Chapters 1 and 2 highlight the stunning accuracy of a 1993 prediction on the future of warfare. It centered on the need of information to be integrated into a battle network, for a dynamic kill chain that leveraged emerging technologies in communication. In 2014, Russia’s “Little Green Men” would demonstrate exactly that – to devasting effect. The so-called “Gerasimov doctrine” of networked sensors and shooters even outstripped many U.S capabilities. We had not only underestimated the capabilities of emerging great powers: we had also failed to procure the necessary technology for our forces.
In chapters 3 and 4, Brose leverages his access and primary sources to illustrate how the U.S was “ambushed by the future” (41). Prior to the 1960s, an abundance of risk-tolerance, funds, and flexibility produced rapid technological developments such as nuclear submarines, ICBMs, and the SR-71 Blackbird. After the 60’s, a combination of bureaucratic expansion and industry consolidation (from 107 to a paltry 5) stifled rapid R&D capacity. The lack of freedom and low pay drove out talent – straight to Silicon Valley. Brose painfully illustrates the contrast in development, referencing how self-driving cars have 8 times more processing power than the most capable computer in a military vehicle (onboard the F-35 Joint Strike Fighter).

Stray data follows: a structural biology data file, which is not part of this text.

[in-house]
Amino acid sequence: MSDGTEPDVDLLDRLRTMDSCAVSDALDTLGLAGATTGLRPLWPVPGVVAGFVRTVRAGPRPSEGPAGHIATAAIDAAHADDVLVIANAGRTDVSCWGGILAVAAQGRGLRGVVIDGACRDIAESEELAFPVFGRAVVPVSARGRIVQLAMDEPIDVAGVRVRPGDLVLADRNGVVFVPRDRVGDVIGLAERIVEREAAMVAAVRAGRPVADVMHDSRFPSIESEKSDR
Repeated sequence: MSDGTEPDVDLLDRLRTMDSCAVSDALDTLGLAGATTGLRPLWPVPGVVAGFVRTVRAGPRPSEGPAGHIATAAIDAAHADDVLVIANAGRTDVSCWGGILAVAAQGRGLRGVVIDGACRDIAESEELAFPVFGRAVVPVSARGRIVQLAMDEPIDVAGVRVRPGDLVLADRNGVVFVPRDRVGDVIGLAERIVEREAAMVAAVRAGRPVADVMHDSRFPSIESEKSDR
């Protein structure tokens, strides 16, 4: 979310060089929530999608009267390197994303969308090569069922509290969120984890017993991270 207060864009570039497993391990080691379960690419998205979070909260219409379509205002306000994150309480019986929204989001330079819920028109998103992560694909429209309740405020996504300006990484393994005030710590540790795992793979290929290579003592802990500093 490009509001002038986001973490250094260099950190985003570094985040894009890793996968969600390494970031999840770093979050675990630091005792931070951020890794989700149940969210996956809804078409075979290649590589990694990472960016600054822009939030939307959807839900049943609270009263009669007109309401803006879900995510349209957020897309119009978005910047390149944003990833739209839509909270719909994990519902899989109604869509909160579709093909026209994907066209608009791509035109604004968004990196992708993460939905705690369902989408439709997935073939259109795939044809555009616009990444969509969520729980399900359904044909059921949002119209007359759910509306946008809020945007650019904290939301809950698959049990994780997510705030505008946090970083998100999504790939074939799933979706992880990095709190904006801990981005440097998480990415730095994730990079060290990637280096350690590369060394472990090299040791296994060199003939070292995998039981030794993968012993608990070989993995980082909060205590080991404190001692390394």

Brose also draws attention to an outdated approach by Pentagon leaders: adding staff instead of machines to make sense of data. Brose makes clear that AI projects such as Google’s AlphaStar are already able to reliably understand, incorporate, and execute winning military strategies in battlefield conditions. In particular, deep learning (the layering of algorithms to refine the analysis of the previous layer) is tragically under-utilized, leading to waste of information gathered by top-dollar U.S military sensors. Despite the capability of AI in 2018, the top 5 U.S. defense companies invested just $6.2 billion in research, while the top 5 commercial companies invested $70.5 billion (74).